Banking & Finance

Market mover

Shanghai tweaks its benchmark to boost its sluggish performance

Shanghai-Stock-w

Shake up at the Shanghai Comp

Whether a stockmarket index is considered a ‘benchmark’ or not often comes down to how often it gets mentioned in the media. But the Shanghai Composite Index (SHCOMP) in China is classed as one simply because it has been around the longest.

The index was set up in December 1990. At the time Shanghai had the only stock market in China (opening up before Shenzhen, see WiC236) and the SHCOMP was the only equity tracker available. For analyts watching the performance of China’s stock market from incep-tion, the SHCOMP offers the only uninterrupted stream of market data over the past 30 years. Even today it remains the most discussed index in the A-share market.

A longstanding problem, as we noted as far back as 2012 (see WiC166), is that the SHCOMP is not a ‘blue chip index’ by nature. It tracks the performance of all the companies – more than 1,600 stocks as of this week – listed on the Shanghai bourse.

Their weightings are decided by their market capitalisation, which includes the large amounts of illiquid shares still held by the state. That means the SHCOMP has always been overly dominated by banking and energy heavyweights. But as growth at these state-controlled giants slows, so too does any upward momentum for the SHCOMP. By extension it becomes a drag on the perceived performance of the “Chinese stock market” which the index has come to represent.

The SHCOMP traded below the 3,000-point level 10 years ago, China Securities Journal noted, and today it is still hovering at the same level, despite China’s economy doubling in size during the same period. As such it has reinforced the view that China’s stock market is too illiquid, and has hardly grown over the past decade.

Likewise, by focusing only on Shanghai-listed firms, the benchmark ignores the companies on other bourses.

For instance, the ChiNext, a growth enterprise board launched by the Shenzhen stock exchange in 2009, has risen 35% so far this year (after a 43% gain in 2019) largely thanks to the stellar performance of the biotech sector. The SHCOMP, however, is down 2%.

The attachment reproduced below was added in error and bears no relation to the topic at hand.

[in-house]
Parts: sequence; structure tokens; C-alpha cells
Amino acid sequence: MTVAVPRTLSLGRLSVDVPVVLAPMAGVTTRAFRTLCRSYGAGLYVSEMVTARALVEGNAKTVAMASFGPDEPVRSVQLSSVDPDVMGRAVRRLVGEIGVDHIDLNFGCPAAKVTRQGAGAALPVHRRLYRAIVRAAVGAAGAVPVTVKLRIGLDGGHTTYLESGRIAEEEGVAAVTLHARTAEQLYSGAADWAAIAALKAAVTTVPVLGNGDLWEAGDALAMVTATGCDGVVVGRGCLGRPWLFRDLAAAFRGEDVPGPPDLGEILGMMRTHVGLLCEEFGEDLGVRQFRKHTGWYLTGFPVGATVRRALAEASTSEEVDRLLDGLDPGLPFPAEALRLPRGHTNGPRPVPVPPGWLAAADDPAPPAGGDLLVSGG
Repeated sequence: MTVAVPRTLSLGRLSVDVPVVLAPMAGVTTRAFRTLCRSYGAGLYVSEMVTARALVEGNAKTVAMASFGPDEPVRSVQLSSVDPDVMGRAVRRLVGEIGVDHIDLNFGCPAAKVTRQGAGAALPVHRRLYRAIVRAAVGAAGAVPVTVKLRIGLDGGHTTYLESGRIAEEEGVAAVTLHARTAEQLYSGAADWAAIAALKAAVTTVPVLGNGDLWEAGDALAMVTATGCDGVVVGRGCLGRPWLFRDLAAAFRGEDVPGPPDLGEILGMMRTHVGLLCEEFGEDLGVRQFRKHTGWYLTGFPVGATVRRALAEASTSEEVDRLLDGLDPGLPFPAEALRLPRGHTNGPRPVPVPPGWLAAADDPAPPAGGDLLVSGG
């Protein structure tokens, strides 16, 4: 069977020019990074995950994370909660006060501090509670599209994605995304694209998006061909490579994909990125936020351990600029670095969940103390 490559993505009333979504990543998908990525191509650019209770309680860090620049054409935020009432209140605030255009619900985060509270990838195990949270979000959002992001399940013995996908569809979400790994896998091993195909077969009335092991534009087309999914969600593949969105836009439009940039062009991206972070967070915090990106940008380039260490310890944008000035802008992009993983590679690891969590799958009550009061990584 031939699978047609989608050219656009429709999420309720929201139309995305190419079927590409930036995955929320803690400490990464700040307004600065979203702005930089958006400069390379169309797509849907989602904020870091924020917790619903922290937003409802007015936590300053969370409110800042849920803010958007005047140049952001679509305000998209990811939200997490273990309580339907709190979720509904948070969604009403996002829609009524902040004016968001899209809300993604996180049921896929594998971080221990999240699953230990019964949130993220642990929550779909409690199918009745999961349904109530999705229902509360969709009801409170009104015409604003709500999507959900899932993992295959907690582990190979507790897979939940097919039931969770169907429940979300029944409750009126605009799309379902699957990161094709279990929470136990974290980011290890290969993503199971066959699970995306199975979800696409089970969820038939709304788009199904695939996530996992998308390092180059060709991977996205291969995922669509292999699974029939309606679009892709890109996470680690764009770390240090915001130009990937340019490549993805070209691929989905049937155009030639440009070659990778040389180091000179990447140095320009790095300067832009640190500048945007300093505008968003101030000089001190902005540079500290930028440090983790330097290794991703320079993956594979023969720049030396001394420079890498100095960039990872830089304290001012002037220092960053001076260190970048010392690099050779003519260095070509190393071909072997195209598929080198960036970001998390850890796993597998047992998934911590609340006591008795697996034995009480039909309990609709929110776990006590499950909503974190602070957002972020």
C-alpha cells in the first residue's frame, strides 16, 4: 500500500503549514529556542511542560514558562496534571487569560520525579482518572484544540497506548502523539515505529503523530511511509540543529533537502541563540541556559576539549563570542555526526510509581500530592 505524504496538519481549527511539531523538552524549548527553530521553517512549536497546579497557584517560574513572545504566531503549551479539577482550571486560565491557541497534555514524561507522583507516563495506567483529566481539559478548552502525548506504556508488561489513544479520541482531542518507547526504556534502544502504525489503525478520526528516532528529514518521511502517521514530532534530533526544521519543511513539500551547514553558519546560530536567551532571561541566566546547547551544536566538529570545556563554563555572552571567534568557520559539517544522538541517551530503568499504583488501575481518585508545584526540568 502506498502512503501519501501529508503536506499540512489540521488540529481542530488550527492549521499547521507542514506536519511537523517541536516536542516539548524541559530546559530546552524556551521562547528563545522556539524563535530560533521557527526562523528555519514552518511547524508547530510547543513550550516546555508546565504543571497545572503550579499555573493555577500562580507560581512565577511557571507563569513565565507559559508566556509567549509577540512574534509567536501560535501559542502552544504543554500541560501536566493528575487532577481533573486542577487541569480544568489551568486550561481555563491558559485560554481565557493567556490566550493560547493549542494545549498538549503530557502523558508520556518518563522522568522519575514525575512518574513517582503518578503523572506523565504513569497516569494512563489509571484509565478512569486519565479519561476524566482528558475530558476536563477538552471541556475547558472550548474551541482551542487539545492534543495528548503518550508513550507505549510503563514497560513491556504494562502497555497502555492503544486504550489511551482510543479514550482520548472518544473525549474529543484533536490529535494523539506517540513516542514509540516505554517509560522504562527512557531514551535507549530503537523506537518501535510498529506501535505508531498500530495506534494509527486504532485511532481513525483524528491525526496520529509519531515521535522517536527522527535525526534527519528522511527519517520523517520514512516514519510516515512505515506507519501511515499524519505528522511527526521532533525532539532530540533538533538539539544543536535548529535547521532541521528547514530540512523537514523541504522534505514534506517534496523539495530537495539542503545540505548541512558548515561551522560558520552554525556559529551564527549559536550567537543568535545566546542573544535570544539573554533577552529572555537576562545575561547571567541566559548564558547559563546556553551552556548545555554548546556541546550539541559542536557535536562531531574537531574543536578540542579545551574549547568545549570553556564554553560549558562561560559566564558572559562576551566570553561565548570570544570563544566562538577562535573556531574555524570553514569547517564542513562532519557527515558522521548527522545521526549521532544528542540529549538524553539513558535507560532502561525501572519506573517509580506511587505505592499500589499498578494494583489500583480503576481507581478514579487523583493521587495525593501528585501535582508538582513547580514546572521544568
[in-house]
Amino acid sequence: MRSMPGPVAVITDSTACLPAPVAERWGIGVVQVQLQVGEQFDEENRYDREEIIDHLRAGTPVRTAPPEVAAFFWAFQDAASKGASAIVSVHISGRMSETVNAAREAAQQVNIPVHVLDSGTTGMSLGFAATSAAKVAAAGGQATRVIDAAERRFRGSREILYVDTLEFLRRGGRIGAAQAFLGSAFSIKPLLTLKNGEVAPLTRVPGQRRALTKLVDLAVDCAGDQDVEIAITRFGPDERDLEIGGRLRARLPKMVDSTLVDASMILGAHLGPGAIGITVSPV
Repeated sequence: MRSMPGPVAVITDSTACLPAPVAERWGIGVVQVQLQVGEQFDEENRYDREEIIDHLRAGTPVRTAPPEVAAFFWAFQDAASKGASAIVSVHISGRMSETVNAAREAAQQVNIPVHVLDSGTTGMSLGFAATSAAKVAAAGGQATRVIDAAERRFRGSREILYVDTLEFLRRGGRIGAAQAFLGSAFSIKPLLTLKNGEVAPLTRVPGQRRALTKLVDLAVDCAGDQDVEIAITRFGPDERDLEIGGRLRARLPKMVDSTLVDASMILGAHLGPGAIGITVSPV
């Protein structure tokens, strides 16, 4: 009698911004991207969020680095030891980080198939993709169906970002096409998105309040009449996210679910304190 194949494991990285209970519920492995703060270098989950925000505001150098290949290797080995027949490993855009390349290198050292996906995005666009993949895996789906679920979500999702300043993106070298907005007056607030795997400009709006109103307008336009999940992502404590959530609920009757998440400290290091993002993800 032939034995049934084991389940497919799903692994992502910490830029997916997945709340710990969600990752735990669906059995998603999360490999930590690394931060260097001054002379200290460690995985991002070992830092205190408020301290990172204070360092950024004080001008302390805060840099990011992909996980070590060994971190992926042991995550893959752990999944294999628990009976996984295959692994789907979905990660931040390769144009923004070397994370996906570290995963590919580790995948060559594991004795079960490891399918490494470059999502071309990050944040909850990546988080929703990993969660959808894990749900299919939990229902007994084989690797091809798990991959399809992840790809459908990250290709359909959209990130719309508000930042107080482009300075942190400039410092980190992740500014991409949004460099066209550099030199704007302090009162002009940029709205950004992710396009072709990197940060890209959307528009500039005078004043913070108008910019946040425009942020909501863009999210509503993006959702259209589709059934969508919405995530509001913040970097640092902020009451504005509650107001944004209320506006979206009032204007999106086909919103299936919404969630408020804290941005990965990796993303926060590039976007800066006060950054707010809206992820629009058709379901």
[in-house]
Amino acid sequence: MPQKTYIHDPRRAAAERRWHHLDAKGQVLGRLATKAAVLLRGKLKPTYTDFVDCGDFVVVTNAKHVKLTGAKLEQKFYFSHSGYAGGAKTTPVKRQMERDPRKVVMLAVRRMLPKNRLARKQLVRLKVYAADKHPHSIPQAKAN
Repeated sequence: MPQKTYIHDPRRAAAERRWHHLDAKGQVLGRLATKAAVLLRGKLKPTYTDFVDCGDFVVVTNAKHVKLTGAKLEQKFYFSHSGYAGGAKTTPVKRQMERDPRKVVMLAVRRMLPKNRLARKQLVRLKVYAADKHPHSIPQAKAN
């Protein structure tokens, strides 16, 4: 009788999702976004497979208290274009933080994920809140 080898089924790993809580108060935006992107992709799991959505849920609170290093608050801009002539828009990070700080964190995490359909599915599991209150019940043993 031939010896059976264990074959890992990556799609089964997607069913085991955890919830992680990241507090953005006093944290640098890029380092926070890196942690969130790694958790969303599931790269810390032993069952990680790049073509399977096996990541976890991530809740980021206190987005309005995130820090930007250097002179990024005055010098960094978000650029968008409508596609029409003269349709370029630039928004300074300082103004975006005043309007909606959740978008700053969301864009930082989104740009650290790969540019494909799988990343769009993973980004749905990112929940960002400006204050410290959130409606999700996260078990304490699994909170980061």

Driven by a growing concern that investors – including foreign fund managers – might switch their focus to the Shenzhen bourse, officials in Shanghai have finally decided to rejig the SHCOMP for the first time in three decades.

From July 22, the index will include stocks listed on Shanghai’s own tech bourse, the STAR Market. The move, Shanghai Securities News said, is designed to increase the weighting of companies with emerging technologies. So-called “red chips”, or firms listed overseas but operating in China, will also be included if they also choose to sell shares in Shanghai by issuing China Depositary Receipts (CDRs).

By the end of May, 105 companies had debuted on the STAR Market, with a total market value of Rmb1.6 trillion ($225.6 billion).

Potential red-chip returnees include semiconductor maker SMIC and carmaker Geely. Both are now listed in Hong Kong.

Meanwhile, more of the companies that get delisting warnings from Shanghai regulators (aka the special treatment or ‘ST stocks’, which receive the notification after three consecutive years of losses) will face removal from the index unless they can get back to profit in an agreed period.

More changes could follow, courtesy of a task force set up to ask for advice from international fund managers and foreign index compilers, as the Shanghai stock exchange sets out to make its benchmark index more representative.

Promoters of the exchange hope that the SHCOMP might then be able to catch up with the stock market bull runs on other bourses, including those seen in Hong Kong and Shenzhen over the second quarter. Everbright Securities, for one, expects that with the recent changes the SHCOMP is likely to hit 4,000 points relatively soon, implying a 30% upside versus current levels.


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